Electron Configuration Tutorial Part 2

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Electron Configuration with shortcut for Organic Chemistry VidIntro to Orgo Series: Video 5
This tutorial video is designed to help new and incoming organic chemistry students build a solid foundation for organic chemistry.

This video has additional examples of finding the electron configuration of larger atoms and the shortcut version using the noble gas kernel.

Video 4 (Electron Configuration Part 1) showed the introduction.

(Watch on YouTube: Configuration 2. Click cc on the bottom right for video transcription.)

<– Watch Previous Video: Electron Configuration Part 1
–> Watch Next Video: Lewis Dot Diagram & Octet Rule

This is Video 5 in the Intro to Orgo Video Series. Click HERE for the entire series.

Want to test your understanding? Try the Gen Chem Review for Orgo Quiz after watching the series!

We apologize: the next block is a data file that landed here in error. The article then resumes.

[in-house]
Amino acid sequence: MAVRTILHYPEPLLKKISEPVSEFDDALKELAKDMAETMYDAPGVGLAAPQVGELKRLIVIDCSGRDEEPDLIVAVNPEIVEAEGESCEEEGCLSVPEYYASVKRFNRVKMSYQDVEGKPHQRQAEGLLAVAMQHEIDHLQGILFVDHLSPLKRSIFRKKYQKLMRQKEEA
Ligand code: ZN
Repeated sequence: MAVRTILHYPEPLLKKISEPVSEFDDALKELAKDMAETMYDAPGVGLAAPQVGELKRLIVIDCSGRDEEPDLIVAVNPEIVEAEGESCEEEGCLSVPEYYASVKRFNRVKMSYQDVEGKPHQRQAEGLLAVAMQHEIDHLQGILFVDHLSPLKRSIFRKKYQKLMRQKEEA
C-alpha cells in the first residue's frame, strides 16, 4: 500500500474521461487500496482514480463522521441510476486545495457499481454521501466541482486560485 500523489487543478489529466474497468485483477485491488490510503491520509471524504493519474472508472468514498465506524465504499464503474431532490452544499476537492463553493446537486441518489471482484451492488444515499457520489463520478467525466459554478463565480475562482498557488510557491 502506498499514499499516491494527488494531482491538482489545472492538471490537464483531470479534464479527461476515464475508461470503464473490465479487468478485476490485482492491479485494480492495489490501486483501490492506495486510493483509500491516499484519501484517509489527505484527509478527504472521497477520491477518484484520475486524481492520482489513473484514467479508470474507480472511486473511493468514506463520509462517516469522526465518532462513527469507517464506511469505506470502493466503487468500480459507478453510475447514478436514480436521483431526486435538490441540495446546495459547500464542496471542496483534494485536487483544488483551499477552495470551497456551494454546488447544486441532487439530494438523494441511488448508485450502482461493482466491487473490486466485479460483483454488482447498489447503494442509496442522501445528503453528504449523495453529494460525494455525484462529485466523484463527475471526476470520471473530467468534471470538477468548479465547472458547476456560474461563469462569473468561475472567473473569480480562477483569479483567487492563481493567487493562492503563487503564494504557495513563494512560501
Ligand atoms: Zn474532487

1. I know carbon has 6 electrons, how come it looks like he has 8 electrons when you write its electron configuration? 1s2-2s2-2p4? Thanks.

  2. is it possible to write Noble gas configurations in an excited state? And how would you write normal excited state electron configurations?

  3. I’m confused with noble gas configuration of Carbon..??

    • Carbon is not a noble gas, however the kernal or internal shell can be related to the noble gas Helium

      • Ok, I understand that. But why is the electron configuration for carbon 1s2 2s2 2s4, instead of 1s2 2s2 2p2. Wouldn’t thwt make [He] 2s2 2p2 ?

  4. Why didn’t you include the d orbital in the shortcut for the electron configuration?

    • The ‘d’ orbital is a high energy orbital, however it occurs at a lower level overall. This means that while it is identified later on, it’s actually in the shell below and therefor not part of the valence. I know this can be confusing, and so keep in mind this trick: Valence refers to the outermost s and p orbitals

  5. i love ur videos …..It was really helpful !!!! thank u soooo much 🙂

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